The prosecutor, during his argument, referred to defendant as "that sick man, that mentally sick man"; defendant objected and the court ordered it stricken. The prosecutor also discussed defendant's telling the judge that he didn't want the public defender as his counsel; that a Chicago Bar Association lawyer was then appointed but was refused by defendant; and that his current counsel (who represented him at trial only during the presentation of the State's case in chief) then was appointed. Defendant frequently interrupted the prosecutor's closing argument.

• 1 In respect of defendant's first contention, it is well settled that the penalty to be attached to criminal behavior is a matter for the legislature. (People v. Smith (1958), 14 Ill.2d 95, 150 N.E.2d 815.) The States are free to enact habitual criminal statutes designed to deal with recidivism: "The rate of recidivism is acknowledged to be high, a wide variety of methods of dealing with the problem exists, and experimentation is in progress." Spencer v. Texas (1967), 385 U.S. 554, 566.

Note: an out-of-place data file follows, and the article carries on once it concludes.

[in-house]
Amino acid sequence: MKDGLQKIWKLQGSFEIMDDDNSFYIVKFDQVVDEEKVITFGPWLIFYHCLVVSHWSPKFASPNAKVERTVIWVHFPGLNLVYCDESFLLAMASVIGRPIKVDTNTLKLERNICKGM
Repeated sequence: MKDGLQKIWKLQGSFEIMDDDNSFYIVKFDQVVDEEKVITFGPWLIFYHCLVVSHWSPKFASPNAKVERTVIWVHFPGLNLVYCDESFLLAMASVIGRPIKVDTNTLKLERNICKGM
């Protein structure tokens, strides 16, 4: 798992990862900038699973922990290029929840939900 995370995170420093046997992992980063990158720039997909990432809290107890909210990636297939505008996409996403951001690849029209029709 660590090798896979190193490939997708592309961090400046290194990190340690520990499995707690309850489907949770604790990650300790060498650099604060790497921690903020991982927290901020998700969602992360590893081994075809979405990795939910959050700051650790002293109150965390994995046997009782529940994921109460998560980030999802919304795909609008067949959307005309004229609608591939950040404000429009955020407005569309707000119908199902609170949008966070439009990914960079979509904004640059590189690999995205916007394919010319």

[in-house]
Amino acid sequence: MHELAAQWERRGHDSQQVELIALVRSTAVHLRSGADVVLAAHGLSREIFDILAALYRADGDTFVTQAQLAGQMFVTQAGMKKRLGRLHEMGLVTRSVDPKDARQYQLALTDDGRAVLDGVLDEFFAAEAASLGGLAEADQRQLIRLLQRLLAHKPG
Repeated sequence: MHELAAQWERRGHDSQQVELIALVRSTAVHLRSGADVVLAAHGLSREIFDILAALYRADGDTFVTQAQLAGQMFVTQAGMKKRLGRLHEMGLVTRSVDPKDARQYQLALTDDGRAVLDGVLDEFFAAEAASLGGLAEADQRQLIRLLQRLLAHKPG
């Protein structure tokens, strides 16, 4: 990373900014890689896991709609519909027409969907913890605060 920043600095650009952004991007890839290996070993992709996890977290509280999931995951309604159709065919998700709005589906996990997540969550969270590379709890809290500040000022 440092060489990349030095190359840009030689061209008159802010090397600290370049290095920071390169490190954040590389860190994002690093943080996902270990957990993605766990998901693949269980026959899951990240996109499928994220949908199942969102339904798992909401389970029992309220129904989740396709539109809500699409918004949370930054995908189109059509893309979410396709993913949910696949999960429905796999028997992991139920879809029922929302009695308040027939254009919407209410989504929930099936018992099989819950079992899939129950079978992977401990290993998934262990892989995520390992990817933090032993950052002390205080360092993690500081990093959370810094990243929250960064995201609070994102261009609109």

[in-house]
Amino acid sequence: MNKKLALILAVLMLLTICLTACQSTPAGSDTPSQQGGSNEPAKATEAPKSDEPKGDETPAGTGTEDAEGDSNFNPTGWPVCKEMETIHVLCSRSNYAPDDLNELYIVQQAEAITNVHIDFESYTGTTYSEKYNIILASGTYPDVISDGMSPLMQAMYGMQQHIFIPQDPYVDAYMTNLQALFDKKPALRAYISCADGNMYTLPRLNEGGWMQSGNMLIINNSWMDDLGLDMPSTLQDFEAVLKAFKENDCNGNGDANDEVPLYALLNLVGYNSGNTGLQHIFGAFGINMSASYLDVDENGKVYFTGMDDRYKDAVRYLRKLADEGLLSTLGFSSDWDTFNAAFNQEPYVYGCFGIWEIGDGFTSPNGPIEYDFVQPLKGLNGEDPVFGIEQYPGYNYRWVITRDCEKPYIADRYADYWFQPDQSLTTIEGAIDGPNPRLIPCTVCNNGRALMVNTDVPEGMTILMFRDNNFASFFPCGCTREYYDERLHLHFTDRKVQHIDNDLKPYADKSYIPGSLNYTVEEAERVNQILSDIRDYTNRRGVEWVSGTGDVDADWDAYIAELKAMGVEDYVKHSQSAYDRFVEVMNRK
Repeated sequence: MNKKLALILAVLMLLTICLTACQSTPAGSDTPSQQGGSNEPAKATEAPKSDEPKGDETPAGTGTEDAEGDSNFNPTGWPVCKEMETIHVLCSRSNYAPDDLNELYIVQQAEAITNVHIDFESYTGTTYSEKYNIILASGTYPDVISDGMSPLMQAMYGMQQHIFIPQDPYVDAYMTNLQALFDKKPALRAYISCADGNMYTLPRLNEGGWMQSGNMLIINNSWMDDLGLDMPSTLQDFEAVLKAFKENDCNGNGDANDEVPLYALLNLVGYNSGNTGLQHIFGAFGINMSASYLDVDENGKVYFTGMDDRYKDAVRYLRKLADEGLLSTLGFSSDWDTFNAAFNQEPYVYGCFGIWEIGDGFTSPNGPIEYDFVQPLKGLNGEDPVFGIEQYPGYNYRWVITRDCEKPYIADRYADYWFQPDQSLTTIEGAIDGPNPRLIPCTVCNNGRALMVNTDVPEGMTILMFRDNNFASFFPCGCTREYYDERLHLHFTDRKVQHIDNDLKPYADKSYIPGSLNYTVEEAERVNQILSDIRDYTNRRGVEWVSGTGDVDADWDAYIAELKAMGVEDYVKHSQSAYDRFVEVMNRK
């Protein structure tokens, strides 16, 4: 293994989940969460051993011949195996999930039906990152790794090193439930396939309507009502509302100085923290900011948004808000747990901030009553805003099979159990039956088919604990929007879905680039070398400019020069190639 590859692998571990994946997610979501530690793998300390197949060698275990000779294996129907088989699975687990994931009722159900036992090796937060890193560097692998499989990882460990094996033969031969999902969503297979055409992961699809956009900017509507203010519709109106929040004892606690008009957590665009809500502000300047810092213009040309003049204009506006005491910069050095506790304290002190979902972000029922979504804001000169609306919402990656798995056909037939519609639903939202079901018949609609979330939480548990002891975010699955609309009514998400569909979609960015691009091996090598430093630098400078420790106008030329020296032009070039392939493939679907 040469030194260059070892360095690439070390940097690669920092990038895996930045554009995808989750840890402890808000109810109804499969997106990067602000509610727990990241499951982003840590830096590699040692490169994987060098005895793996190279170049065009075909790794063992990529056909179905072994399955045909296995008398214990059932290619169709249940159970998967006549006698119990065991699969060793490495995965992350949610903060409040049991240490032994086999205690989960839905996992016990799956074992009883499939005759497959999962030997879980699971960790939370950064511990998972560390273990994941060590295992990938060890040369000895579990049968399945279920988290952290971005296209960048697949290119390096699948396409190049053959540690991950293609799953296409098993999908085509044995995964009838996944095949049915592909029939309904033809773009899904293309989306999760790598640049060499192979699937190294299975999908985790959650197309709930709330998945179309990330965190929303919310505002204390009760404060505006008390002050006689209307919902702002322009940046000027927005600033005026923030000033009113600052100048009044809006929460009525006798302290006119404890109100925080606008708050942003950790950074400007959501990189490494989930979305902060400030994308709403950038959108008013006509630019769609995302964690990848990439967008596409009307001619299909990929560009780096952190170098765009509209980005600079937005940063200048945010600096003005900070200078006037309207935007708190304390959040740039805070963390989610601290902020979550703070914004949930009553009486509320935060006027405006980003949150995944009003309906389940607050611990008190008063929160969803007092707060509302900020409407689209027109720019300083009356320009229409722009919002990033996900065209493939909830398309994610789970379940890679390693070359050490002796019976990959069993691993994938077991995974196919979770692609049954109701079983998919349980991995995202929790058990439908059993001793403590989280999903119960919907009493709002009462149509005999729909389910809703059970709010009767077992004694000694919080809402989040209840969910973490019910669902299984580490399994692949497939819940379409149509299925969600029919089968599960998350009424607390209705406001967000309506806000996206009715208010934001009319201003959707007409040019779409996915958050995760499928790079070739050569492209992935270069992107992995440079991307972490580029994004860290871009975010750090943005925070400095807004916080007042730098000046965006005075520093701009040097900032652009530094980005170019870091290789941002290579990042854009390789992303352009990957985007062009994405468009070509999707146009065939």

• 2 The issue is the constitutionality of the Habitual Criminal Act and not its wisdom. The latter has been called into serious question. As the Illinois Supreme Court, in again upholding the constitutionality of the Act, said (People v. Lamphear (1955), 6 Ill.2d 346, 350-351, 128 N.E.2d 892):